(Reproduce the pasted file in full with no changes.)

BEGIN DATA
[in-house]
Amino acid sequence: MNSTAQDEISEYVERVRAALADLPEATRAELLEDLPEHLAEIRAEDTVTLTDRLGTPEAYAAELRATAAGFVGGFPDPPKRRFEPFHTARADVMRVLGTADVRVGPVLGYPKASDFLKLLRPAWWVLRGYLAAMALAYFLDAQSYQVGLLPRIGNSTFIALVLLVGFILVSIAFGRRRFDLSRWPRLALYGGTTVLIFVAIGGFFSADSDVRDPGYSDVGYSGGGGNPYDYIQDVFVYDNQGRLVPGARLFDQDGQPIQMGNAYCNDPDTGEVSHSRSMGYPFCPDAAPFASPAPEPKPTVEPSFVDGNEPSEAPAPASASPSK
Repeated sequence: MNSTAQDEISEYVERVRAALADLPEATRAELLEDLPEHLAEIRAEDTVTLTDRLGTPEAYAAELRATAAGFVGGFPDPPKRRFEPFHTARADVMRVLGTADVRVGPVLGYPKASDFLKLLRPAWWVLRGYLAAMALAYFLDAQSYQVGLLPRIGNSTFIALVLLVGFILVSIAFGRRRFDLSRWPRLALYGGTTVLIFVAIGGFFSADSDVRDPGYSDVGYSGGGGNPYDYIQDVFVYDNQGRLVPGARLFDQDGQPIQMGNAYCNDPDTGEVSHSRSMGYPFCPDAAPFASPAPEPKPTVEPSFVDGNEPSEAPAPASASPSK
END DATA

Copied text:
[in-house]
Amino acid sequence: MNSTAQDEISEYVERVRAALADLPEATRAELLEDLPEHLAEIRAEDTVTLTDRLGTPEAYAAELRATAAGFVGGFPDPPKRRFEPFHTARADVMRVLGTADVRVGPVLGYPKASDFLKLLRPAWWVLRGYLAAMALAYFLDAQSYQVGLLPRIGNSTFIALVLLVGFILVSIAFGRRRFDLSRWPRLALYGGTTVLIFVAIGGFFSADSDVRDPGYSDVGYSGGGGNPYDYIQDVFVYDNQGRLVPGARLFDQDGQPIQMGNAYCNDPDTGEVSHSRSMGYPFCPDAAPFASPAPEPKPTVEPSFVDGNEPSEAPAPASASPSK
Repeated sequence: MNSTAQDEISEYVERVRAALADLPEATRAELLEDLPEHLAEIRAEDTVTLTDRLGTPEAYAAELRATAAGFVGGFPDPPKRRFEPFHTARADVMRVLGTADVRVGPVLGYPKASDFLKLLRPAWWVLRGYLAAMALAYFLDAQSYQVGLLPRIGNSTFIALVLLVGFILVSIAFGRRRFDLSRWPRLALYGGTTVLIFVAIGGFFSADSDVRDPGYSDVGYSGGGGNPYDYIQDVFVYDNQGRLVPGARLFDQDGQPIQMGNAYCNDPDTGEVSHSRSMGYPFCPDAAPFASPAPEPKPTVEPSFVDGNEPSEAPAPASASPSK